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         In addition to having no job security, temporary workers receive fewer benefits than tenure-
         track employees do. Furthermore, temporary employment delays entry onto the tenure-
         track salary ladder. Each year on postdoctoral-level wages delays the transition to
         assistant professor salary levels by one year, and results in one less year as a full
         professor. Thus, total lifetime earnings of new doctorates have been depressed.


                                      9-month salaries for new PhDs (in 1996 dollars)

                   $50,000

                   $40,000

                   $30,000

                   $20,000

                   $10,000

                         $0
                          71

                                 73

                                        75

                                               77

                                                     79

                                                              81

                                                                   83

                                                                         85

                                                                                87

                                                                                       89

                                                                                              91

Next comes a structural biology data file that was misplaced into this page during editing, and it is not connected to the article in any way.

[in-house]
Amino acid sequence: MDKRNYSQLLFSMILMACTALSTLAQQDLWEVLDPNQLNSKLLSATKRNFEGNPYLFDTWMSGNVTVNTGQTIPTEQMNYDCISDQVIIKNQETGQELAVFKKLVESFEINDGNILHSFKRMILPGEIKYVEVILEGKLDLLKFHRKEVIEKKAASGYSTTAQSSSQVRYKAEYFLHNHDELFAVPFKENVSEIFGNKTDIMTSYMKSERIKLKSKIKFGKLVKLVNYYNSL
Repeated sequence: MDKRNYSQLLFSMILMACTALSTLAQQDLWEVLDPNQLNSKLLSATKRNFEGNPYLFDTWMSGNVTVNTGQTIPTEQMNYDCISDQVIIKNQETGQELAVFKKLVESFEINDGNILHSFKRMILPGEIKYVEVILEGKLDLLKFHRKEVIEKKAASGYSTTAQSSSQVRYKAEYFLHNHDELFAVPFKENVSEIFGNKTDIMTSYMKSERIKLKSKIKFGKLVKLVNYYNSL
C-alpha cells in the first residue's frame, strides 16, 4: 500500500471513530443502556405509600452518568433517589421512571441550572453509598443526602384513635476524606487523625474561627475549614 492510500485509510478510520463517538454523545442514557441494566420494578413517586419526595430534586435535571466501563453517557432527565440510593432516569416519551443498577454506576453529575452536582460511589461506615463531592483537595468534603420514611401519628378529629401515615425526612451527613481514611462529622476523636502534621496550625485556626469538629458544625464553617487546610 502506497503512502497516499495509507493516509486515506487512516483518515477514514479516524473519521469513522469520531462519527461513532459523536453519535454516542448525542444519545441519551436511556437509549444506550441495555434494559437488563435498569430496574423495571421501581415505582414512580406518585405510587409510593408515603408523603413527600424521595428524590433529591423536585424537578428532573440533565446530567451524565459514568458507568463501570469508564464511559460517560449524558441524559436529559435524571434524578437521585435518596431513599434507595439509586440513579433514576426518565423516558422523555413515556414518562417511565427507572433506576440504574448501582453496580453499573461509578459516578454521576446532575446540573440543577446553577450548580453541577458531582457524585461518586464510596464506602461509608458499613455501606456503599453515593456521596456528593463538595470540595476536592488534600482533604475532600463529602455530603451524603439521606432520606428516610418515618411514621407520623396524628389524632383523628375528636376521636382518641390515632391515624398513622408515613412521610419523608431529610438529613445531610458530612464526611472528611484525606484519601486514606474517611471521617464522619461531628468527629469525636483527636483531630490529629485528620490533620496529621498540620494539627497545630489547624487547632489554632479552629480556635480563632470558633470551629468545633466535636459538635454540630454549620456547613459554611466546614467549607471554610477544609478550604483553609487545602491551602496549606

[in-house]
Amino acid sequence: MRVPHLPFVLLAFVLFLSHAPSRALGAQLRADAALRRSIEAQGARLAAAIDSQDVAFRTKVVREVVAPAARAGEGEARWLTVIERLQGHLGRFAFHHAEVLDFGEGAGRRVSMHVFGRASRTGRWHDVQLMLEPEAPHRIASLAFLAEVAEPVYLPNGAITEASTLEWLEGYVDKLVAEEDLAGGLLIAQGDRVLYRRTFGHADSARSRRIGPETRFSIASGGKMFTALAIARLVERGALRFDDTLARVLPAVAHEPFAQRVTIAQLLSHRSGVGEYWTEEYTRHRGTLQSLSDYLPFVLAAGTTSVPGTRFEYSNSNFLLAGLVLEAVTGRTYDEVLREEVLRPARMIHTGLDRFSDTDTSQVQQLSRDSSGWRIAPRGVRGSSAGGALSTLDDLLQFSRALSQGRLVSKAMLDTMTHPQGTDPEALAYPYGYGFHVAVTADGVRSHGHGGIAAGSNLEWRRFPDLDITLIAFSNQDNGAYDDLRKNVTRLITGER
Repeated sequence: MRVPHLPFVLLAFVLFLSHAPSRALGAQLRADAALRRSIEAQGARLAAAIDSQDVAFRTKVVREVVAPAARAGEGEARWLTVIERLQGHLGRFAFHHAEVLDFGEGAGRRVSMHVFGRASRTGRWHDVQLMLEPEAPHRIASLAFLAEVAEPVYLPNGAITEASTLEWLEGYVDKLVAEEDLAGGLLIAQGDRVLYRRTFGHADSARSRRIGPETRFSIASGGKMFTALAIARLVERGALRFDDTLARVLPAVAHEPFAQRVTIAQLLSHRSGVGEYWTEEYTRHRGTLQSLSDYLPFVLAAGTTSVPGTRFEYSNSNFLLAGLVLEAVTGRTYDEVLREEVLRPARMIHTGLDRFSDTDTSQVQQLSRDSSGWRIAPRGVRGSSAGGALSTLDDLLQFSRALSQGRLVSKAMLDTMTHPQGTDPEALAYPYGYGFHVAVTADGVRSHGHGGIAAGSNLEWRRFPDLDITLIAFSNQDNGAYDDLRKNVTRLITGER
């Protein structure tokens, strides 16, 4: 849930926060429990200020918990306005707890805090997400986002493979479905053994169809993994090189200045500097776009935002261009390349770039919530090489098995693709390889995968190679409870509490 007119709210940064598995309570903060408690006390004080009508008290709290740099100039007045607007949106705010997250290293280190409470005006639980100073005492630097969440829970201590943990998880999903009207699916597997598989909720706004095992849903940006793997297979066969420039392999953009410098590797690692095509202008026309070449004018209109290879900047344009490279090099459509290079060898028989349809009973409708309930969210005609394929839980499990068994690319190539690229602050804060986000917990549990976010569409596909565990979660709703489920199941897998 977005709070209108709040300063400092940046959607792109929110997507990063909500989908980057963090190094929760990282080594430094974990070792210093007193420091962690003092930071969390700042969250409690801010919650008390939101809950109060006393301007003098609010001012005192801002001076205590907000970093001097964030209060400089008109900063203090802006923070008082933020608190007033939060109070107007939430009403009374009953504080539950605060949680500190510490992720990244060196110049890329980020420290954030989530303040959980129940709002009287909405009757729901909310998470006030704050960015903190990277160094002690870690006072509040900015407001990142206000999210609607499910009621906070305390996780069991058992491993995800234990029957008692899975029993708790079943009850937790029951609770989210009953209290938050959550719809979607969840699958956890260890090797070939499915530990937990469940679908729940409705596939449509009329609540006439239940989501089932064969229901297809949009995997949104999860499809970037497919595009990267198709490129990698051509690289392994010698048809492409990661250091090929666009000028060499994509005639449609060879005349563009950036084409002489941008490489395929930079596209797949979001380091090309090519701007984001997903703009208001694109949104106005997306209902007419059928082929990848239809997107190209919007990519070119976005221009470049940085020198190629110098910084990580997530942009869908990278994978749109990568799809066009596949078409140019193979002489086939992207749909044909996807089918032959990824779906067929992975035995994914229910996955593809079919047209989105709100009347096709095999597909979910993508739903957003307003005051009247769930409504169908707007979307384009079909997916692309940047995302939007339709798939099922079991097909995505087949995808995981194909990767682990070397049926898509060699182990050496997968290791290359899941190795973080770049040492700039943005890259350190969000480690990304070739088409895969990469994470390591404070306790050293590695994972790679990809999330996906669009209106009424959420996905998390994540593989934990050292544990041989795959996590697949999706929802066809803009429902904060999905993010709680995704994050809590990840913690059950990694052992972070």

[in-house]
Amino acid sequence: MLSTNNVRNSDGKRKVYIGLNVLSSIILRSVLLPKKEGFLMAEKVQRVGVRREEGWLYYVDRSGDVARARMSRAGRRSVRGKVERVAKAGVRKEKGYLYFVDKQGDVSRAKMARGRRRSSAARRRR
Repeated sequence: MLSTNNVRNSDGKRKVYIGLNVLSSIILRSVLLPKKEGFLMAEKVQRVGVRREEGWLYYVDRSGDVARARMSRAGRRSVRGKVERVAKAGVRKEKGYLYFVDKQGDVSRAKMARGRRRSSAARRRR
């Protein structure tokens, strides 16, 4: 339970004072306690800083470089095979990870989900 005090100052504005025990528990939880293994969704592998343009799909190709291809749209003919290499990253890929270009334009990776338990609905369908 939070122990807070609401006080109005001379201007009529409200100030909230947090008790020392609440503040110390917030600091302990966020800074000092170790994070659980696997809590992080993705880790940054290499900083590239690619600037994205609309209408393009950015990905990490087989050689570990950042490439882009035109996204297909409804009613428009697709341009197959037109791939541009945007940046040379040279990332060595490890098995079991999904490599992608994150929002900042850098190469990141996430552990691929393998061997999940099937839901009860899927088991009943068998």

93

                                                                                                           95
                Figure 2 Median nine month teaching/research salaries for new math Ph.D.s in 1996 dollars




        ? Figure 3 Faculty recruiting at Doonesbury’s fictional Walden College, Garry Trudeau, 9/9/96, 9/11/96, 9/12/96.




         An increase in the amount of time required to earn a Ph.D. represents a second form of
         reduction in lifetime earnings. National Research Council data show that the median time
                                     *                                                              4
         to degree for math Ph.D.s has increased from 6.5 to 8.0 years between 1982 and 1993.
         The current Ph.D. oversupply aggravates this problem by providing strong incentives for
         students to remain in graduate school for longer and longer periods of time in the hope that
         additional time for research will make them more marketable.

         At present, no information is available on the average amount of time that new doctorates
         spend in temporary positions. Little is known about average total compensation for
         postdoctoral researchers or the effect of temporary positions on the time to tenure. Such
         information is essential for obtaining a true measure of the health of the profession.




         *
          The NRC measure of time to degree is the total number of years between starting graduate study and obtaining
         a Ph.D. This number includes time spent in masters programs at institutions other than the doctoral granting one
         as well as time off from graduate study.


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  Markets for Mathematicians, Geoffrey M. Davis, http://math.dartmouth.edu/~gdavis/policy/papers.html